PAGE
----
Tejon Ranch...National Park?
By Patric Hedlund, Mountain Enterprise | May 25, 2007
On Endangered Species Day Friday May 18, a call to the public was issued by the Center for Biological Diversity, the Sierra Club and affiliated groups to mobilize "political will" to purchase 270,000 acres of Tejon Ranch for a new national or state park.
Biologists spoke at the new Wind Wolves Preserve office facility, saying "Tejon is a critical wildlife migration corridor connecting the Sierra Nevada, Mojave Desert, Central Valley and South Coast," vital for survival of numerous plant and animal species and "the last place where transfer of genetic material can now occur in unrestricted corridors between northern and southern California habitats." Biologists said that failing to secure the region for preservation would create isolated genetic islands that could result in 'die-off' of endangered species populations.
Barry Zoeller, Vice President of Corporate Communications for Tejon Ranch Company replied, "It's important that California address its chronic shortage of housing that causes it to be the least affordable housing market in the continental US, robbing thousands of the opportunity to own and enjoy their own homes. We believe we have a responsibility to help address that need."
Zoeller's history of Tejon Ranch and its vision for the future, including Tejon Mountain Village (to be built in California condor habitat) was given an award by Kern Press Club Friday for best public affairs brochure of 2006. He wrote in an email regarding the park proposal: "Tejon Ranch Company's vision for the future of its land is a well-balanced one. It's a vision that preserves the best of the ranch—both in land and in legacy, while also providing for California's future."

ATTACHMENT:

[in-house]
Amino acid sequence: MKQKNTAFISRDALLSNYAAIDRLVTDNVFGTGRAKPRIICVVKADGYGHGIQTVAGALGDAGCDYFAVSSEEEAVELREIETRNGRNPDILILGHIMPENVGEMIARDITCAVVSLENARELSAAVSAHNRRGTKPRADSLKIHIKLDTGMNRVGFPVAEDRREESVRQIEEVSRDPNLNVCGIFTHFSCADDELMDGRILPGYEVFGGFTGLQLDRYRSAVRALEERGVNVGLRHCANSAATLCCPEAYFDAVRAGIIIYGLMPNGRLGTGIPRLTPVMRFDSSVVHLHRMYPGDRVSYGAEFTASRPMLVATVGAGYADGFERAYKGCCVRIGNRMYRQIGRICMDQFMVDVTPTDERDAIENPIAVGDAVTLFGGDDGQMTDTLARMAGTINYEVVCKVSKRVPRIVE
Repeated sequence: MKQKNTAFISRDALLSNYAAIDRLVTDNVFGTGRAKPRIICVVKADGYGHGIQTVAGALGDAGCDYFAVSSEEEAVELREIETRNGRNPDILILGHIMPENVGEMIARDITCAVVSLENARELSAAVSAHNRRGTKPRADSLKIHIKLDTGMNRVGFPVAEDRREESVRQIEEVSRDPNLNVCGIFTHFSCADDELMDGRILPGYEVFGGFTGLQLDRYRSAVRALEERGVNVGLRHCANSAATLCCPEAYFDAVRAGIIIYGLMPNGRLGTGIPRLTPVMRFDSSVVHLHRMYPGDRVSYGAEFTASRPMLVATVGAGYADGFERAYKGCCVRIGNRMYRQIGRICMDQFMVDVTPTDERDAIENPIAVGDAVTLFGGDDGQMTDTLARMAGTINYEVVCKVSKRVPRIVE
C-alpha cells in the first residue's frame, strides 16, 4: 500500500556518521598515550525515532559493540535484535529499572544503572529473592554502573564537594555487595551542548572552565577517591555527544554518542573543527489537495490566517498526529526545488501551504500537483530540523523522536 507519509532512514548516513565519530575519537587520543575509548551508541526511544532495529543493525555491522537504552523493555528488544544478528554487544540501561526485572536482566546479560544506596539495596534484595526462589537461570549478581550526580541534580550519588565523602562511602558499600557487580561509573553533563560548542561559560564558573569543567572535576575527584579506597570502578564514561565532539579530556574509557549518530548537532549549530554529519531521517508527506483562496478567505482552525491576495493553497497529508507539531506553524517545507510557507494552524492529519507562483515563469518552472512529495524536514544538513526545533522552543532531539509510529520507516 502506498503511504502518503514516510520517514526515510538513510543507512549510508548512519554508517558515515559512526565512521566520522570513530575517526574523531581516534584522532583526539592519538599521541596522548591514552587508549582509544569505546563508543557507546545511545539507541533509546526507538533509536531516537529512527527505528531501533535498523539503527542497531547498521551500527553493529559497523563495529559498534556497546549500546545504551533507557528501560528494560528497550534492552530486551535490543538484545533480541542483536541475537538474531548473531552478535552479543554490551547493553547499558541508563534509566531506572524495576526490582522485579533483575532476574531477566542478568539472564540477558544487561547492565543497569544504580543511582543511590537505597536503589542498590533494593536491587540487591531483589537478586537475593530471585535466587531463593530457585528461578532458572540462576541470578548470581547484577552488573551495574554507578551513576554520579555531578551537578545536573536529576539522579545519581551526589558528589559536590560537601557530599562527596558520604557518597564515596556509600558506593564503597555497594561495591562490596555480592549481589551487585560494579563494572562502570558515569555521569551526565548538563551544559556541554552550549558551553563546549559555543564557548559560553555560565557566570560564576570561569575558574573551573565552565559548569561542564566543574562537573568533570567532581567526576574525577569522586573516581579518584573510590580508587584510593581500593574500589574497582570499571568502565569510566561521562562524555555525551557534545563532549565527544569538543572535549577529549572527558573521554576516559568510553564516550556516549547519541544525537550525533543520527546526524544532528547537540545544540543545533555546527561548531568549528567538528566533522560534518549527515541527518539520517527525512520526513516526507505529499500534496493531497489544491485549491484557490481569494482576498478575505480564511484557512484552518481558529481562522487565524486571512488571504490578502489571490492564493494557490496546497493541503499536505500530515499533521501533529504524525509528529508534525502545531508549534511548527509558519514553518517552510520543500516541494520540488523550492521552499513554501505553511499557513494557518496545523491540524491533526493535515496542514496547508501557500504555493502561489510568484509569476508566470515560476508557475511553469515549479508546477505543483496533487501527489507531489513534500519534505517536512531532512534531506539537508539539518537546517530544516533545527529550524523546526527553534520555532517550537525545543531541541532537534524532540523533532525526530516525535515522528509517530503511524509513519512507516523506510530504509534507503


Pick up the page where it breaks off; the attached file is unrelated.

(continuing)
Center for Biological Diversity attorney Adam Keats said "the only housing crisis that multimillion dollar vacation homes built on [Tejon Mountain Village] ridge lines will solve is for jet setters from Monaco. Meanwhile, the rest of the nation (and the world) will be losing traditional habitat of its most ancient, most majestic and most endangered species, the California condor."
Over $43 million has been invested by the American public to preserve these birds with a 12-foot wingspan. The captive breeding program is now into the re-release phase.
Tejon Ranch sued the U.S. Fish and Wildlife Service to prevent re-release of condors on neighboring Wind Wolves Preserve because the birds would return to their traditional habitat on ridges contained within Tejon Ranch property—posing a complication for development plans.